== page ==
Niger imposes a 24-hour curfew on the community
By Laleye Dipo
Following the invasion of the town of Kagara, seat of the Rafi local government area in Niger state and the sacking of the Emir’s palace in the town on Tuesday evening, the state government has imposed a 24-hour curfew on the city.
Only people performing essential tasks are allowed to move during the curfew period.
State Police Command public relations officer DSP Wasiu Abiodun confirmed the latest development to THISDAY in a telephone interview Thursday morning, however adding that normalcy has returned to the struggling community.
He said armed soldiers, police and local vigilantes are now patrolling the town to keep the peace.
During the invasion, Abiodun said numerous bandits were driven back when they wanted to attack the Kagara town police station, adding that it was due to their inability to search the station that the thugs had ransacked the Emir’s palace and the security camp. in the city.
Abiodun confirmed that two people lost their lives from injuries sustained in a shooting, while three others were injured and were hospitalized.
The police spokesperson also said some people had been kidnapped but did not know how many.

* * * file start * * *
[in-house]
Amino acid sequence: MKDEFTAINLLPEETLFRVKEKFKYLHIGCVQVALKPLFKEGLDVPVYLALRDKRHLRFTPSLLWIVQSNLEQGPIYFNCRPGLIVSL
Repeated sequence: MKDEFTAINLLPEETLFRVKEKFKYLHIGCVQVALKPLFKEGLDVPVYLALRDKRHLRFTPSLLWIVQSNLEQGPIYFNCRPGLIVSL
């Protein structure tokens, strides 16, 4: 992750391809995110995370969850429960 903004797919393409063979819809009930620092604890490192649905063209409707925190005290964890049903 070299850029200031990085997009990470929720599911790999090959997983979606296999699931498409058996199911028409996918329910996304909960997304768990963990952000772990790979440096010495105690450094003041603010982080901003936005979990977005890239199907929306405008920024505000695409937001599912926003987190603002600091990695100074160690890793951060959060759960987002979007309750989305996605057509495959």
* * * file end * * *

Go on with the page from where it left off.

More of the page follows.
It was learned that the emir, Alhaji Ahmad Garba Gunna, was in Minna to attend an official ceremony when the bandits struck part of his kingdom.
Investigations by THISDAY revealed that Emir Gunna and State Police Commissioner Mr. Monday Bala Kuryas were in the city on Wednesday to gain insight into the situation.
A source close to the trip not covered by the press said as many as 400 rounds of spent bullets were picked up from various locations in the city, while several vehicles, including an armored personnel carrier of the police, were destroyed.
The personal residence of the emir in the palace would have been spared by the bandits who would be more than 300.
The bandits allegedly attacked the town in two groups and caught security officials unawares, it has been reported.
The jamming of communications with the city and some other communities in the senatorial zone of eastern Niger, according to a source, has made people vulnerable.